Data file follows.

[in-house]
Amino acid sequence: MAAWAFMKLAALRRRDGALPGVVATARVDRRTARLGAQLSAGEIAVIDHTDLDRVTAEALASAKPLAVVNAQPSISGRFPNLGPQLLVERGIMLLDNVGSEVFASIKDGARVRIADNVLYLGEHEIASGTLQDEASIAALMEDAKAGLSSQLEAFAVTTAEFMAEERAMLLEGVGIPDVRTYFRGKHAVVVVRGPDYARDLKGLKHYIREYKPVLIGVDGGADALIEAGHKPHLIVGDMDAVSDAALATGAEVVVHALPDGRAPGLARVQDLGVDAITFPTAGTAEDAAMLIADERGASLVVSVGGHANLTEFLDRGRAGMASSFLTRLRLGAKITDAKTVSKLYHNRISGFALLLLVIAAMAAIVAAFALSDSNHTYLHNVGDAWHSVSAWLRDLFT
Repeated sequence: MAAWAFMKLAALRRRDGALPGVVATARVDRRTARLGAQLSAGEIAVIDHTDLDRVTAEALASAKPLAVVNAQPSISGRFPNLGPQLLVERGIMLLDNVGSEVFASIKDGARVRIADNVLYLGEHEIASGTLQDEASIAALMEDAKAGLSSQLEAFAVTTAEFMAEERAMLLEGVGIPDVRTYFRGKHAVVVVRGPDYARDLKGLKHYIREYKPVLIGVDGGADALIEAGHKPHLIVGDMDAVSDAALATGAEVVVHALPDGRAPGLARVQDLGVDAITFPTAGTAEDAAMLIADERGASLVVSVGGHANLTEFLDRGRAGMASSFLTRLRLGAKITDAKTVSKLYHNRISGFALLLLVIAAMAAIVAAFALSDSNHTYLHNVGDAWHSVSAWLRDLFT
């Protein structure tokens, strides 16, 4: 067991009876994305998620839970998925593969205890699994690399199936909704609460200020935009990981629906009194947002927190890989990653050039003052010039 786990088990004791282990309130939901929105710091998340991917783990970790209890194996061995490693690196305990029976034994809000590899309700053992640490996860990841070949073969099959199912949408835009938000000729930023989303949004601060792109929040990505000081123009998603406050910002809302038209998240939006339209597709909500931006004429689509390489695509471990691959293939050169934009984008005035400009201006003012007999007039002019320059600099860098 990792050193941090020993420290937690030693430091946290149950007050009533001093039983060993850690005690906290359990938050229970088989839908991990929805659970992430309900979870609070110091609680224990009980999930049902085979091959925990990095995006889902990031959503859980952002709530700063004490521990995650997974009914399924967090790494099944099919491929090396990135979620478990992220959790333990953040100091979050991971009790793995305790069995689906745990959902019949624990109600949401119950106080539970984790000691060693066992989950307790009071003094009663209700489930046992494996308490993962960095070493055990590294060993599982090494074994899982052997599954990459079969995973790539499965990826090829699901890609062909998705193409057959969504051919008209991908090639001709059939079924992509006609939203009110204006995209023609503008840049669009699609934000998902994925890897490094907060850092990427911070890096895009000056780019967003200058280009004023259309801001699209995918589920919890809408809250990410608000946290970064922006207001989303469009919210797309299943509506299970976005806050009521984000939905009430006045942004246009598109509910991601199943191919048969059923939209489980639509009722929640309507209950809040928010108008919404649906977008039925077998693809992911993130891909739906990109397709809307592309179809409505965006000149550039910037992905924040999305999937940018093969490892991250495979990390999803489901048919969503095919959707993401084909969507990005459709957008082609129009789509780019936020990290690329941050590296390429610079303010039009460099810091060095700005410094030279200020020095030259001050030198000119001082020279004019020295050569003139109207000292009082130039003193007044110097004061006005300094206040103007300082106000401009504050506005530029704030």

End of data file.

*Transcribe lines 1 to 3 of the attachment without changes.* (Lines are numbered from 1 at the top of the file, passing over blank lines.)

[in-house]
Amino acid sequence: MAAWAFMKLAALRRRDGALPGVVATARVDRRTARLGAQLSAGEIAVIDHTDLDRVTAEALASAKPLAVVNAQPSISGRFPNLGPQLLVERGIMLLDNVGSEVFASIKDGARVRIADNVLYLGEHEIASGTLQDEASIAALMEDAKAGLSSQLEAFAVTTAEFMAEERAMLLEGVGIPDVRTYFRGKHAVVVVRGPDYARDLKGLKHYIREYKPVLIGVDGGADALIEAGHKPHLIVGDMDAVSDAALATGAEVVVHALPDGRAPGLARVQDLGVDAITFPTAGTAEDAAMLIADERGASLVVSVGGHANLTEFLDRGRAGMASSFLTRLRLGAKITDAKTVSKLYHNRISGFALLLLVIAAMAAIVAAFALSDSNHTYLHNVGDAWHSVSAWLRDLFT
Repeated sequence: MAAWAFMKLAALRRRDGALPGVVATARVDRRTARLGAQLSAGEIAVIDHTDLDRVTAEALASAKPLAVVNAQPSISGRFPNLGPQLLVERGIMLLDNVGSEVFASIKDGARVRIADNVLYLGEHEIASGTLQDEASIAALMEDAKAGLSSQLEAFAVTTAEFMAEERAMLLEGVGIPDVRTYFRGKHAVVVVRGPDYARDLKGLKHYIREYKPVLIGVDGGADALIEAGHKPHLIVGDMDAVSDAALATGAEVVVHALPDGRAPGLARVQDLGVDAITFPTAGTAEDAAMLIADERGASLVVSVGGHANLTEFLDRGRAGMASSFLTRLRLGAKITDAKTVSKLYHNRISGFALLLLVIAAMAAIVAAFALSDSNHTYLHNVGDAWHSVSAWLRDLFT